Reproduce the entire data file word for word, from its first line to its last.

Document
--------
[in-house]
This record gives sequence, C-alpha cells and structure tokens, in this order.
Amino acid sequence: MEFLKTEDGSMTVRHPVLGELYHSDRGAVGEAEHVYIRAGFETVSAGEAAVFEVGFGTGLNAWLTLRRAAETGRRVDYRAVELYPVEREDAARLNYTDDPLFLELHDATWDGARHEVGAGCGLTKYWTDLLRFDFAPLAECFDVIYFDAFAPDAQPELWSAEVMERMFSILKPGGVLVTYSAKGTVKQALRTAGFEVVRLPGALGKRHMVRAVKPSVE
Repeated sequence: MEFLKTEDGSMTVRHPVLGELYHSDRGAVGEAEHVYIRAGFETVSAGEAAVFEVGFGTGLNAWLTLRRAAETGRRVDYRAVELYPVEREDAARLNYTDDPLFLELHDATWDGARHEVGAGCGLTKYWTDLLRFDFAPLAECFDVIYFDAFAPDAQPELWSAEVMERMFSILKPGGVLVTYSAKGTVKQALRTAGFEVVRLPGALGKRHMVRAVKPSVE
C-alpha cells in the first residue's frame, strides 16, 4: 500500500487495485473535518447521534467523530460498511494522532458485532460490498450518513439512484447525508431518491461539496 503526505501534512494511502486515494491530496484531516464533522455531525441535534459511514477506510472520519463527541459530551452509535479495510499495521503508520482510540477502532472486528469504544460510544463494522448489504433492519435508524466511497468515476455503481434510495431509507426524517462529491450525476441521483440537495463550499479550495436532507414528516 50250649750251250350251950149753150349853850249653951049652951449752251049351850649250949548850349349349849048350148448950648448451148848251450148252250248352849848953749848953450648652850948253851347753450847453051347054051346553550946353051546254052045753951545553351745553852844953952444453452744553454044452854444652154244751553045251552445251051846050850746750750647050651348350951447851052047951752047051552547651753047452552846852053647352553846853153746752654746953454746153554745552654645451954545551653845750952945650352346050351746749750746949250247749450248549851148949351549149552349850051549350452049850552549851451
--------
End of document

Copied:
[in-house]
This record gives sequence, C-alpha cells and structure tokens, in this order.
Amino acid sequence: MEFLKTEDGSMTVRHPVLGELYHSDRGAVGEAEHVYIRAGFETVSAGEAAVFEVGFGTGLNAWLTLRRAAETGRRVDYRAVELYPVEREDAARLNYTDDPLFLELHDATWDGARHEVGAGCGLTKYWTDLLRFDFAPLAECFDVIYFDAFAPDAQPELWSAEVMERMFSILKPGGVLVTYSAKGTVKQALRTAGFEVVRLPGALGKRHMVRAVKPSVE
Repeated sequence: MEFLKTEDGSMTVRHPVLGELYHSDRGAVGEAEHVYIRAGFETVSAGEAAVFEVGFGTGLNAWLTLRRAAETGRRVDYRAVELYPVEREDAARLNYTDDPLFLELHDATWDGARHEVGAGCGLTKYWTDLLRFDFAPLAECFDVIYFDAFAPDAQPELWSAEVMERMFSILKPGGVLVTYSAKGTVKQALRTAGFEVVRLPGALGKRHMVRAVKPSVE
C-alpha cells in the first residue's frame, strides 16, 4: 500500500487495485473535518447521534467523530460498511494522532458485532460490498450518513439512484447525508431518491461539496 503526505501534512494511502486515494491530496484531516464533522455531525441535534459511514477506510472520519463527541459530551452509535479495510499495521503508520482510540477502532472486528469504544460510544463494522448489504433492519435508524466511497468515476455503481434510495431509507426524517462529491450525476441521483440537495463550499479550495436532507414528516 50250649750251250350251950149753150349853850249653951049652951449752251049351850649250949548850349349349849048350148448950648448451148848251450148252250248352849848953749848953450648652850948253851347753450847453051347054051346553550946353051546254052045753951545553351745553852844953952444453452744553454044452854444652154244751553045251552445251051846050850746750750647050651348350951447851052047951752047051552547651753047452552846852053647352553846853153746752654746953454746153554745552654645451954545551653845750952945650352346050351746749750746949250247749450248549851148949351549149552349850051549350452049850552549851451